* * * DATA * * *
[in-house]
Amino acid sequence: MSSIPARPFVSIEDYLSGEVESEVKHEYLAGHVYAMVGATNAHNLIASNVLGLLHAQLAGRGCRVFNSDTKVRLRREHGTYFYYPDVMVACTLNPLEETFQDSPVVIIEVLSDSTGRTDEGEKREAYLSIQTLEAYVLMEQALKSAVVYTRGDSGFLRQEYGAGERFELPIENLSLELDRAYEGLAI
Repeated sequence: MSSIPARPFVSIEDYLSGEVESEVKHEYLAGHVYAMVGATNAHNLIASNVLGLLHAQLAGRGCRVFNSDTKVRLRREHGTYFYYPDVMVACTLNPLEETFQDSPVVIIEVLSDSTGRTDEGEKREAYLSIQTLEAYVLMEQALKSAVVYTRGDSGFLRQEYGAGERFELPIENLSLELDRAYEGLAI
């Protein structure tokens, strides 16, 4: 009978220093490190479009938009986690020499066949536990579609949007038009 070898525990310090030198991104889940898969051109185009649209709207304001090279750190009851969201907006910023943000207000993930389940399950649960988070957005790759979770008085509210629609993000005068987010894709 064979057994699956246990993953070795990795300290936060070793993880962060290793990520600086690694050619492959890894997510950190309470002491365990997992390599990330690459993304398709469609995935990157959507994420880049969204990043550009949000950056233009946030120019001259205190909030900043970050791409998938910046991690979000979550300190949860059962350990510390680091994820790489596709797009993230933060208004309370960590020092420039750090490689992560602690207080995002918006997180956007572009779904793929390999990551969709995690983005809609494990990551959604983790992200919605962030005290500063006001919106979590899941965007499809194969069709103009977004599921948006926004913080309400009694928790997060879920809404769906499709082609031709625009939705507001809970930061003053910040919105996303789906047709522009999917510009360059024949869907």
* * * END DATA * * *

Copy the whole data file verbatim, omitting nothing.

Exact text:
[in-house]
Amino acid sequence: MSSIPARPFVSIEDYLSGEVESEVKHEYLAGHVYAMVGATNAHNLIASNVLGLLHAQLAGRGCRVFNSDTKVRLRREHGTYFYYPDVMVACTLNPLEETFQDSPVVIIEVLSDSTGRTDEGEKREAYLSIQTLEAYVLMEQALKSAVVYTRGDSGFLRQEYGAGERFELPIENLSLELDRAYEGLAI
Repeated sequence: MSSIPARPFVSIEDYLSGEVESEVKHEYLAGHVYAMVGATNAHNLIASNVLGLLHAQLAGRGCRVFNSDTKVRLRREHGTYFYYPDVMVACTLNPLEETFQDSPVVIIEVLSDSTGRTDEGEKREAYLSIQTLEAYVLMEQALKSAVVYTRGDSGFLRQEYGAGERFELPIENLSLELDRAYEGLAI
């Protein structure tokens, strides 16, 4: 009978220093490190479009938009986690020499066949536990579609949007038009 070898525990310090030198991104889940898969051109185009649209709207304001090279750190009851969201907006910023943000207000993930389940399950649960988070957005790759979770008085509210629609993000005068987010894709 064979057994699956246990993953070795990795300290936060070793993880962060290793990520600086690694050619492959890894997510950190309470002491365990997992390599990330690459993304398709469609995935990157959507994420880049969204990043550009949000950056233009946030120019001259205190909030900043970050791409998938910046991690979000979550300190949860059962350990510390680091994820790489596709797009993230933060208004309370960590020092420039750090490689992560602690207080995002918006997180956007572009779904793929390999990551969709995690983005809609494990990551959604983790992200919605962030005290500063006001919106979590899941965007499809194969069709103009977004599921948006926004913080309400009694928790997060879920809404769906499709082609031709625009939705507001809970930061003053910040919105996303789906047709522009999917510009360059024949869907």